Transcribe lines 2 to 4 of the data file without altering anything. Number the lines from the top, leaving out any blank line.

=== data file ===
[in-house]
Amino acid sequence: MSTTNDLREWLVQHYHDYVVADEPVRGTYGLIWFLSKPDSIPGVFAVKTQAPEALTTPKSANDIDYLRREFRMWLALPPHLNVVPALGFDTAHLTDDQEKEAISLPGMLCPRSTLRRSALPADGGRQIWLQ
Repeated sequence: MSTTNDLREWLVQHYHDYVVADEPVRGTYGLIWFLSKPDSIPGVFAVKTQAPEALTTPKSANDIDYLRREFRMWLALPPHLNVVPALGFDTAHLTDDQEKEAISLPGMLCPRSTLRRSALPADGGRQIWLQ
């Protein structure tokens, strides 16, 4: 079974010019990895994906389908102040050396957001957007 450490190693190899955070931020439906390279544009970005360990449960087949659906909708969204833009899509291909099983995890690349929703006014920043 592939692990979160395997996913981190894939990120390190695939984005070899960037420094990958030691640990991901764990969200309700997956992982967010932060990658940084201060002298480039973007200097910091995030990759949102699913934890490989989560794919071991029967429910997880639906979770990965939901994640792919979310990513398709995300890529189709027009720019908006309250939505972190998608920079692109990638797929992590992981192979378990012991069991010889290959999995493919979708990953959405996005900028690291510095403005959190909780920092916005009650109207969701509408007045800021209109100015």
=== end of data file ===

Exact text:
Amino acid sequence: MSTTNDLREWLVQHYHDYVVADEPVRGTYGLIWFLSKPDSIPGVFAVKTQAPEALTTPKSANDIDYLRREFRMWLALPPHLNVVPALGFDTAHLTDDQEKEAISLPGMLCPRSTLRRSALPADGGRQIWLQ
Repeated sequence: MSTTNDLREWLVQHYHDYVVADEPVRGTYGLIWFLSKPDSIPGVFAVKTQAPEALTTPKSANDIDYLRREFRMWLALPPHLNVVPALGFDTAHLTDDQEKEAISLPGMLCPRSTLRRSALPADGGRQIWLQ
């Protein structure tokens, strides 16, 4: 079974010019990895994906389908102040050396957001957007 450490190693190899955070931020439906390279544009970005360990449960087949659906909708969204833009899509291909099983995890690349929703006014920043 592939692990979160395997996913981190894939990120390190695939984005070899960037420094990958030691640990991901764990969200309700997956992982967010932060990658940084201060002298480039973007200097910091995030990759949102699913934890490989989560794919071991029967429910997880639906979770990965939901994640792919979310990513398709995300890529189709027009720019908006309250939505972190998608920079692109990638797929992590992981192979378990012991069991010889290959999995493919979708990953959405996005900028690291510095403005959190909780920092916005009650109207969701509408007045800021209109100015």